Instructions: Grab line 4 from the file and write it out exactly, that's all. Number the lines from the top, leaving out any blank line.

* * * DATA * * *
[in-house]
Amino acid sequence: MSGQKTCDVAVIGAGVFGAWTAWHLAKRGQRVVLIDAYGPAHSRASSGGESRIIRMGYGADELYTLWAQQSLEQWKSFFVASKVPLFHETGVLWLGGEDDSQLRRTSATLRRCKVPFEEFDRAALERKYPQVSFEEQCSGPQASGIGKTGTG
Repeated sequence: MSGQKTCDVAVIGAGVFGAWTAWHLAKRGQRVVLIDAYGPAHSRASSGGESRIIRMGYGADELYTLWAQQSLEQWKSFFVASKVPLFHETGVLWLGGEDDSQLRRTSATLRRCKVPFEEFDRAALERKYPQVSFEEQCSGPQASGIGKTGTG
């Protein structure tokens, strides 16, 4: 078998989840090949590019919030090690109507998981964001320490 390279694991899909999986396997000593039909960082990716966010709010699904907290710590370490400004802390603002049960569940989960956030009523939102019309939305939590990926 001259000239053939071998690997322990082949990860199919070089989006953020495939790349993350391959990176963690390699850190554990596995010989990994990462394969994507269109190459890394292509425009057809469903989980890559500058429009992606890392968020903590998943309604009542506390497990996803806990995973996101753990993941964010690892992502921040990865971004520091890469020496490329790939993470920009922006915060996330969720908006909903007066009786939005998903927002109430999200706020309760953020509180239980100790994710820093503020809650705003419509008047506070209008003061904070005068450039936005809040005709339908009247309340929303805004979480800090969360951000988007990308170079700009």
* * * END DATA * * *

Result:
């Protein structure tokens, strides 16, 4: 078998989840090949590019919030090690109507998981964001320490 390279694991899909999986396997000593039909960082990716966010709010699904907290710590370490400004802390603002049960569940989960956030009523939102019309939305939590990926 001259000239053939071998690997322990082949990860199919070089989006953020495939790349993350391959990176963690390699850190554990596995010989990994990462394969994507269109190459890394292509425009057809469903989980890559500058429009992606890392968020903590998943309604009542506390497990996803806990995973996101753990993941964010690892992502921040990865971004520091890469020496490329790939993470920009922006915060996330969720908006909903007066009786939005998903927002109430999200706020309760953020509180239980100790994710820093503020809650705003419509008047506070209008003061904070005068450039936005809040005709339908009247309340929303805004979480800090969360951000988007990308170079700009």